“Blue Suede Shoes,” performed by Robert Gordon & Chris Spedding, composed by Carl Perkins, published by Right Song Music, Inc. (BMI), administered by Unichappell Music, Inc.
“Amazing Grace,” performed by Steve Vai
“Waltz Across Texas,” performed by Ernest Tubb, composed by Talmadge Tubb, published by Ernest Tubb Music (BMI)
“If You Love Somebody, Set Them Free,” composed by Sting, published by Magnetic Publishing, Ltd./Regatta Music, Ltd. (BMI)
“Time Forgot You,” performed by Legal Weapon, composed by Kat Arthur & Brian Hansen, courtesy of MCA Records, published by Weapon Music (BMI)
“Cocaine & Whiskey,” performed by Ned Sublette, composted by Ned Sublette, published by Ned Sublette (ASCAP)
“Mexican Radio,” composed by Wall of Voodoo, published by Illegal Songs, Inc. (BMI).
+
PERFORMERS
+
DETAILS
Release Date:
24 June 1988
Premiere Information:
Screening at Toronto Festival of Festivals: 1987
New York opening: 24 June 1988
Los Angeles opening: 1 July 1988
Production Date:
began 14 August 1986
Copyright Claimant:
The Vista Organization Partnership, L.P.
Copyright Date:
23 November 1987
Copyright Number:
PA0000357381
Physical Properties:
Sound
Recorded by Ultra-Stereo®
Color
Prints
Prints by De Luxe®
Duration(in mins):
97
MPAA Rating:
R
Country:
United States
Language:
English
Passed by NBR:
No
SYNOPSIS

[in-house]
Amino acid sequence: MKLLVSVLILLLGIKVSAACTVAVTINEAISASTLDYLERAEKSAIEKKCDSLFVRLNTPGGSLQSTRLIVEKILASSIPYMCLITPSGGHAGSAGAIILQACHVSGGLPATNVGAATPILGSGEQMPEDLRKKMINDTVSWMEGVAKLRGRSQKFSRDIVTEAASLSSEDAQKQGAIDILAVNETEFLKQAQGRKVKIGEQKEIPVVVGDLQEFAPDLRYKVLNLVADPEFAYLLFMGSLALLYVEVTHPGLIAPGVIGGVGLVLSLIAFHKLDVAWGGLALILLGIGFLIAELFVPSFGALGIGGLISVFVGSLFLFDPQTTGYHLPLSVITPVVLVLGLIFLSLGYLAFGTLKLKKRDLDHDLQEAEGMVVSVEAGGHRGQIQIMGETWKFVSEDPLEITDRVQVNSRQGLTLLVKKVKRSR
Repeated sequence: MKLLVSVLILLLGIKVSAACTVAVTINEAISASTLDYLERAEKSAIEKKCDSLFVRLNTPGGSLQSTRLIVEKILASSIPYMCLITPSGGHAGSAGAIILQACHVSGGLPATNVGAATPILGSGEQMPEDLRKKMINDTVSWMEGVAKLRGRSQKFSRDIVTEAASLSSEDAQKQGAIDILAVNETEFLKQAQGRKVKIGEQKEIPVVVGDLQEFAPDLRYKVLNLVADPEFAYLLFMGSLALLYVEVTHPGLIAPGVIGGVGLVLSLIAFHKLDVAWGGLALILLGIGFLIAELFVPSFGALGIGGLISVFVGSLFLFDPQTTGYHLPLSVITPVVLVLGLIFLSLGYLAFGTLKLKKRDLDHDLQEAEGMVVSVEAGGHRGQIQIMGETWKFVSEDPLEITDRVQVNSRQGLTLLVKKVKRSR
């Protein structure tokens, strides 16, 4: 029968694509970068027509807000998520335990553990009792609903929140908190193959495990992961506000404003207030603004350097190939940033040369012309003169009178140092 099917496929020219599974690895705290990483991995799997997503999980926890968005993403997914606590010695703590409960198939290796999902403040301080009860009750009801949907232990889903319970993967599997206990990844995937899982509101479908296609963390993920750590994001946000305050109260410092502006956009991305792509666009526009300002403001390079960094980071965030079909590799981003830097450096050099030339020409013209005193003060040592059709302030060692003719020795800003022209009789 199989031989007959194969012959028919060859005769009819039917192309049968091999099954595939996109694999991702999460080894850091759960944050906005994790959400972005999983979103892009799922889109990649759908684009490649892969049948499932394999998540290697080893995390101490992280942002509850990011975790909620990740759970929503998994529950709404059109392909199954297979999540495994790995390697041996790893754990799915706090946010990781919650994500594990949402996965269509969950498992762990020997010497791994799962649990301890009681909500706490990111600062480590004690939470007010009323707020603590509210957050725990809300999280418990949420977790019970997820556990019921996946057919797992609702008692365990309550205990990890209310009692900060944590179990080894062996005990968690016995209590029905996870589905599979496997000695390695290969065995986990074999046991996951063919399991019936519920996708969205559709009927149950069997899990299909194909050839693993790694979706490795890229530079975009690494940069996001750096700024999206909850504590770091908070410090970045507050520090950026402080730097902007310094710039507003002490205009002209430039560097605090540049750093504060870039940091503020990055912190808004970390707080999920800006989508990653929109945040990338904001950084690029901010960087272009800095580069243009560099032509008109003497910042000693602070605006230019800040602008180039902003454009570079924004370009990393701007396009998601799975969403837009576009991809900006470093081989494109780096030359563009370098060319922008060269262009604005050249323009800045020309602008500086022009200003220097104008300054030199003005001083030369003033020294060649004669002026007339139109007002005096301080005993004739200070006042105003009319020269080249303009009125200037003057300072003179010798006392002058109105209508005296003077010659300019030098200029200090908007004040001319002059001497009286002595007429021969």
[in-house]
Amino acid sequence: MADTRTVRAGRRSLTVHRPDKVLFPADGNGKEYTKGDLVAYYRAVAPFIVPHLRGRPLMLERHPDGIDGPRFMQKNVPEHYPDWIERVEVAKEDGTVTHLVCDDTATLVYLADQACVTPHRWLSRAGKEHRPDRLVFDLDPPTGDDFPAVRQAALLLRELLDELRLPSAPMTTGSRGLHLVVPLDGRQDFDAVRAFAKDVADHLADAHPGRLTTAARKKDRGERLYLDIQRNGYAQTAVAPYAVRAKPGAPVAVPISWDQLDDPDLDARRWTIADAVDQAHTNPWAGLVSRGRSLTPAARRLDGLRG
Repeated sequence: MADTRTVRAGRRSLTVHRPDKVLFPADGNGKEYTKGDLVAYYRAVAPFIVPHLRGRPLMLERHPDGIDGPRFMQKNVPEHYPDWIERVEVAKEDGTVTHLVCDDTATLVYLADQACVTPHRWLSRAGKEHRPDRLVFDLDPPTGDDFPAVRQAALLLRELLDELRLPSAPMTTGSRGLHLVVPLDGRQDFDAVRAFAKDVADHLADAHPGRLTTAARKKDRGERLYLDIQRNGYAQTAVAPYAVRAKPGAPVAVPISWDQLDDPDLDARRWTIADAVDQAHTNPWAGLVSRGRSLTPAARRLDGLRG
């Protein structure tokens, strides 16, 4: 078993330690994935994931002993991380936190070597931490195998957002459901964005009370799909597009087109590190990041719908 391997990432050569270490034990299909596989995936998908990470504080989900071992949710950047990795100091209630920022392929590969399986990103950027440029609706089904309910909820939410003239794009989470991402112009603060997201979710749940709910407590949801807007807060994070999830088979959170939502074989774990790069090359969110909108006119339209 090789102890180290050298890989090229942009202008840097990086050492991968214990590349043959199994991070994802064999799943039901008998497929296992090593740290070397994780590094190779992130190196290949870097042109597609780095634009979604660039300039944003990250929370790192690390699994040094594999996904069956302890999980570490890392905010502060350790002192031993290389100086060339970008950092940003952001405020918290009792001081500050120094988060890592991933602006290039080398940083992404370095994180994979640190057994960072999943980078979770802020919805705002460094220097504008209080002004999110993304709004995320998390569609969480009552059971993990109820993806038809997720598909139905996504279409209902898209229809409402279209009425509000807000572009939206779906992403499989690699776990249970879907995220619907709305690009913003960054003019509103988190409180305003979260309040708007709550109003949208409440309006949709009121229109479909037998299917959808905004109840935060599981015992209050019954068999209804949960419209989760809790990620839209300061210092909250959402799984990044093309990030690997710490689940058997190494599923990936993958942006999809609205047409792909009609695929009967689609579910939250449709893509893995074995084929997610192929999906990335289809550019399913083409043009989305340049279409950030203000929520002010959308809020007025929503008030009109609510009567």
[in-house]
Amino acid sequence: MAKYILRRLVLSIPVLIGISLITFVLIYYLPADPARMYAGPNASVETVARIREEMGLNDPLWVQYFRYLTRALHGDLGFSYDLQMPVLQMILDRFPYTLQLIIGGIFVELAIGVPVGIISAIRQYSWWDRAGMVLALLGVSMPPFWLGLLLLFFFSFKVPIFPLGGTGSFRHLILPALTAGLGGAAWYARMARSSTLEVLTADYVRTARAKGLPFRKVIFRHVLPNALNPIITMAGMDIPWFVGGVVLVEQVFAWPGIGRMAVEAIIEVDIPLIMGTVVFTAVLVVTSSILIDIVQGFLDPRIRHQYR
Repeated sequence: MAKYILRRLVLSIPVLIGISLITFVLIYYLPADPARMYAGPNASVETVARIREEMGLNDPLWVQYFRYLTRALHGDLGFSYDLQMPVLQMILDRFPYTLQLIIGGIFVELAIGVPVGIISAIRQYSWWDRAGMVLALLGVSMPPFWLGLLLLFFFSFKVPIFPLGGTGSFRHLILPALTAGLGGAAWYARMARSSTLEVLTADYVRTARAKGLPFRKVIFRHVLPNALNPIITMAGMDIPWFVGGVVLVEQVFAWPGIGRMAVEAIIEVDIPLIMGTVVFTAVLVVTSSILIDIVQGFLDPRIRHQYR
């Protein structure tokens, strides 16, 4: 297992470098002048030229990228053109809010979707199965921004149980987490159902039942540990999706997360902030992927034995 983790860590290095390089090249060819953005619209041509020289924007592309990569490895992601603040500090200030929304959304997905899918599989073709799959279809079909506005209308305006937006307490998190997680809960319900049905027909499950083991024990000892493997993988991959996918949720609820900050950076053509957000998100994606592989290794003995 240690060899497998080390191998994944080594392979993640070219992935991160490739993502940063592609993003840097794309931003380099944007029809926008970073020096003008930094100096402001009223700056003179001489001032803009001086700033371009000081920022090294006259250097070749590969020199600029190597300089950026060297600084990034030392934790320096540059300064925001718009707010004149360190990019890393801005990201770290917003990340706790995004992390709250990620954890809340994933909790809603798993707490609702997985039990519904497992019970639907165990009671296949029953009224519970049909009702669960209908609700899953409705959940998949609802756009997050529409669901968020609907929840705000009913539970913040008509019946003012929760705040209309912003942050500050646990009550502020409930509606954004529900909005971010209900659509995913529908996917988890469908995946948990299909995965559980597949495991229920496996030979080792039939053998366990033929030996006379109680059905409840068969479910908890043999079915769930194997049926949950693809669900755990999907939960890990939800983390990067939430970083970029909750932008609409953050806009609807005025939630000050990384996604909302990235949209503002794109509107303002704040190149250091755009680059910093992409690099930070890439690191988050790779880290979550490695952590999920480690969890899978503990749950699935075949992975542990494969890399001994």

In New York City, punk rockers Grant, “Biscuit” and Milo decide to move to Los Angeles, California. As their road trip takes them through the West, they are waved to the side of the road by “Daredelvis,” an Elvis Presley-impersonating rodeo clown. After Grant and Biscuit help Daredelvis move his trailer out of a ditch, they continue their journey. In the evening, they set up camp near an outcrop of rocks in the desert. However, a gang driving black trucks and motorcycles invades the campsite. Gang leader “Missoula” orders his men, Blix, Wes and Red, to steal all the money they can find. Milo pleads for Missoula to leave them alone, but Wes aims his pistol and takes Milo’s leather jacket. Red claims they are going too far, and Milo, Grant and Biscuit flee up the rock ledge. Milo falls and Missoula shoots Milo in the head. Throughout the night, the two survivors hike until Grant sees a vision of a cowboy on horseback. Leading Biscuit, Grant follows the cowboy, but awakens in the morning on a local’s front porch. Contacting the town sheriff, Grant reports Milo’s murder by Missoula. However, the sheriff informs him that there has been no crime because Milo’s body cannot be found. The sheriff orders Grant and Biscuit to leave town, and tells Grant that if they looked like “normal folks,” Milo might still be alive. While driving, Grant decides he and Biscuit need to find Missoula on their own. Biscuit refuses, but Grant convinces him they need to avenge Milo’s death. Heading north, they stop ... +